Teppanyaki or Hibachi

What’s the Difference between Teppanyaki and Hibachi?

Here at Kobe Steakhouse, we strive to provide our customers an exceptional dining experience, whether you are just stopping by for take-out sushi, or joining us for an exciting dinner show experience. We understand the restaurant business uses a lot of Japanese terms that may be unfamiliar to many of our customers. Read on to learn more about Japanese cooking styles and one of our most popular dining options.

Teppanyaki and Hibachi – Translating Japanese Cuisine for a Global Audience

What are teppanyaki and hibachi? What’s the difference between them, and why is there confusion over the usage of the terms? Teppanyaki and hibachi both refer to Japanese cooking styles that use a grill or griddle. To add to the confusion, teppanyaki style performance cooking restaurants have often been labeled “hibachi grills” in the United States. So what’s the difference?

Hibachi

The literal translation of hibachi is “fire bowl.” Hibachi refers to a small charcoal stove, traditionally used in Japan for heating or cooking. (In Japanese, hibachi used for cooking are more specifically referred to as “shichirin,” but as this seemed difficult for non-Japanese to pronounce, most Japanese restaurants in the United States stuck with the more general term “hibachi.”) In modern culinary usage, hibachi are usually small portable stoves with an open grill cooking surface used to cook Japanese dishes indoors. They can be made of aluminum, cast-iron, or ceramics, and are most commonly heated with charcoal, though sometimes electricity is used. Charcoal hibachi stoves are often used with tongs called “hibashi”—fire chopsticks—to handle the hot charcoal pieces. Typically, hibachi are sized for small servings, such as a single course of a larger meal or for food just a few people.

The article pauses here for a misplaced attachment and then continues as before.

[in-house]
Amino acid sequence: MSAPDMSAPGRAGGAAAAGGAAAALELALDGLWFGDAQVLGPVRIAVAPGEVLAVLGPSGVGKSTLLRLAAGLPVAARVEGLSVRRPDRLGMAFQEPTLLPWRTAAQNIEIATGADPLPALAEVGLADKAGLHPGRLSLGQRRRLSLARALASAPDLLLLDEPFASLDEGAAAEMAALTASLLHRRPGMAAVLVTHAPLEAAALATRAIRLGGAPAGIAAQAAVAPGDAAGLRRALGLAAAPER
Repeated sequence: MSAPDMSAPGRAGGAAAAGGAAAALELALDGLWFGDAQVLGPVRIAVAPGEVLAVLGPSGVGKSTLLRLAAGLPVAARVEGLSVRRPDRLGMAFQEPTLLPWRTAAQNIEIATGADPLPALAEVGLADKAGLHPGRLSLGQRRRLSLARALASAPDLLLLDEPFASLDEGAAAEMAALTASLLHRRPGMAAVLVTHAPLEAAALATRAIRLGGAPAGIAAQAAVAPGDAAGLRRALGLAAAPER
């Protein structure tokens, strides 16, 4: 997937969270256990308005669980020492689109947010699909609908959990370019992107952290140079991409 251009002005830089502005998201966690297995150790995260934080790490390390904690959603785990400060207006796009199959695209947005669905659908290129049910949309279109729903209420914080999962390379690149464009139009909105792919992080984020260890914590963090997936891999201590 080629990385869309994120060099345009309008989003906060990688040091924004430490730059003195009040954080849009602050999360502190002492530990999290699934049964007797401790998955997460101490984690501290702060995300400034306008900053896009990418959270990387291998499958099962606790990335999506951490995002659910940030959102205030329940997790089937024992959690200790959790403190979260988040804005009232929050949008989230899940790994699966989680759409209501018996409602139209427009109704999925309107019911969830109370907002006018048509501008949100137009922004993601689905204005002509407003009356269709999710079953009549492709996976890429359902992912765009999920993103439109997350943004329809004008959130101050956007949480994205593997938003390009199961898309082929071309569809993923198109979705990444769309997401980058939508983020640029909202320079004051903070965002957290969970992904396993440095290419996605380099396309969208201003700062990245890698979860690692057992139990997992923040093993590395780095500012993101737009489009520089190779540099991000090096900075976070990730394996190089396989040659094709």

Teppanyaki

Dinner Offer

Translated literally, “broiled on an iron grill,” teppanyaki is typically a large, flat-surface, stainless steel griddle, used to prepare meals in front of diners in a restaurant. Teppanyaki are usually powered with gas, to provide even, controllable heating. The solid surface allows for the inclusion of ingredients that would not be suitable for an open grill, such as noodles, rice, minced vegetables, and eggs. From its creation in Japan in the 1940s, introduction to the United States in the 1960s, through today, teppanyaki dining has included both fusion-style cooking and performance aspects—allowing for creative expression in both the food itself and in its preparation. Groups of customers sit around a large flat-top grill where an expert chef prepares a meal with both showmanship and culinary skills. Meals usually include one or more meat or seafood courses, accompanied by vegetables and noodles or rice, and sometimes served with sauces. Intricate knife skills, open flame, and airborne ingredients may all be on display as part of the experience.

Teppanyaki at Kobe Steakhouse

At Kobe Steakhouse, our expertly trained chefs use the teppanyaki griddle to prepare both a visual and culinary feast for our diners, expertly manipulating fresh, high-quality ingredients and showing off their knife skills in an exciting performance. Choose from ten meat, seafood, and vegetarian entrees, such as USDA-certified filet mignon, wild-caught lobster, grilled seasonal mixed vegetables, all-natural teriyaki chicken, or sustainable raised salmon. We pair the main course with Japanese clear onion soup, crisp green salad, seasonal vegetables, grilled noodles, and fried rice, accompanied by Kobe’s famous dipping sauces. We also offer pre-set banquet menus for parties of 21 or more. With all of these choices, you’re sure to find the perfect option for everyone in your party. A teppanyaki meal at Kobe Steakhouse is perfect for a special event or family night out.